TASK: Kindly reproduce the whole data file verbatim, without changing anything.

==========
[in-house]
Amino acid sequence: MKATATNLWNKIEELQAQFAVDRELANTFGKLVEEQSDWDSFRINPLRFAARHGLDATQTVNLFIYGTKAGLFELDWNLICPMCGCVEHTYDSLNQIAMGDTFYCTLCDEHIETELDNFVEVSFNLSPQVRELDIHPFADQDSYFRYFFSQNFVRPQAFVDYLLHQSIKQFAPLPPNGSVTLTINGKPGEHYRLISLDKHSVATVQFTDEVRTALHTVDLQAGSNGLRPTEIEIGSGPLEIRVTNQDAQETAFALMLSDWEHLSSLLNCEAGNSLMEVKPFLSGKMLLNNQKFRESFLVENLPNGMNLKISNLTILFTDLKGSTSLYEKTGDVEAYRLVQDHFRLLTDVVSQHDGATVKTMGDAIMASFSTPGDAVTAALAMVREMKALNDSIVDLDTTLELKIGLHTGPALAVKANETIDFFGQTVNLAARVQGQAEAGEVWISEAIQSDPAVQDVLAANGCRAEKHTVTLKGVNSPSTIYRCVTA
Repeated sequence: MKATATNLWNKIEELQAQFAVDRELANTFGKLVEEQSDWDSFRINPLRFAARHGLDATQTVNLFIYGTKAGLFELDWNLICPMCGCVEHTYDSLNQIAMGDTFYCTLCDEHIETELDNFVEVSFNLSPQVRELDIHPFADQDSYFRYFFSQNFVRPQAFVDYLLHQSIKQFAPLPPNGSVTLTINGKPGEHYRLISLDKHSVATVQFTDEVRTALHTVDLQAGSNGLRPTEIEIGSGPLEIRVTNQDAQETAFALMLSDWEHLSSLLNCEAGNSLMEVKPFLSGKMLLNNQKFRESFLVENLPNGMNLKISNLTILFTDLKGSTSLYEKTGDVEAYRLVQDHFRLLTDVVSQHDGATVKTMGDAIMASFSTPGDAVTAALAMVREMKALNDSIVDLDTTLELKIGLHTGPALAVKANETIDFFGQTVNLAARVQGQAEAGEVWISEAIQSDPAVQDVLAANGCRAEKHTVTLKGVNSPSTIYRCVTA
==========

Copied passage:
[in-house]
Amino acid sequence: MKATATNLWNKIEELQAQFAVDRELANTFGKLVEEQSDWDSFRINPLRFAARHGLDATQTVNLFIYGTKAGLFELDWNLICPMCGCVEHTYDSLNQIAMGDTFYCTLCDEHIETELDNFVEVSFNLSPQVRELDIHPFADQDSYFRYFFSQNFVRPQAFVDYLLHQSIKQFAPLPPNGSVTLTINGKPGEHYRLISLDKHSVATVQFTDEVRTALHTVDLQAGSNGLRPTEIEIGSGPLEIRVTNQDAQETAFALMLSDWEHLSSLLNCEAGNSLMEVKPFLSGKMLLNNQKFRESFLVENLPNGMNLKISNLTILFTDLKGSTSLYEKTGDVEAYRLVQDHFRLLTDVVSQHDGATVKTMGDAIMASFSTPGDAVTAALAMVREMKALNDSIVDLDTTLELKIGLHTGPALAVKANETIDFFGQTVNLAARVQGQAEAGEVWISEAIQSDPAVQDVLAANGCRAEKHTVTLKGVNSPSTIYRCVTA
Repeated sequence: MKATATNLWNKIEELQAQFAVDRELANTFGKLVEEQSDWDSFRINPLRFAARHGLDATQTVNLFIYGTKAGLFELDWNLICPMCGCVEHTYDSLNQIAMGDTFYCTLCDEHIETELDNFVEVSFNLSPQVRELDIHPFADQDSYFRYFFSQNFVRPQAFVDYLLHQSIKQFAPLPPNGSVTLTINGKPGEHYRLISLDKHSVATVQFTDEVRTALHTVDLQAGSNGLRPTEIEIGSGPLEIRVTNQDAQETAFALMLSDWEHLSSLLNCEAGNSLMEVKPFLSGKMLLNNQKFRESFLVENLPNGMNLKISNLTILFTDLKGSTSLYEKTGDVEAYRLVQDHFRLLTDVVSQHDGATVKTMGDAIMASFSTPGDAVTAALAMVREMKALNDSIVDLDTTLELKIGLHTGPALAVKANETIDFFGQTVNLAARVQGQAEAGEVWISEAIQSDPAVQDVLAANGCRAEKHTVTLKGVNSPSTIYRCVTA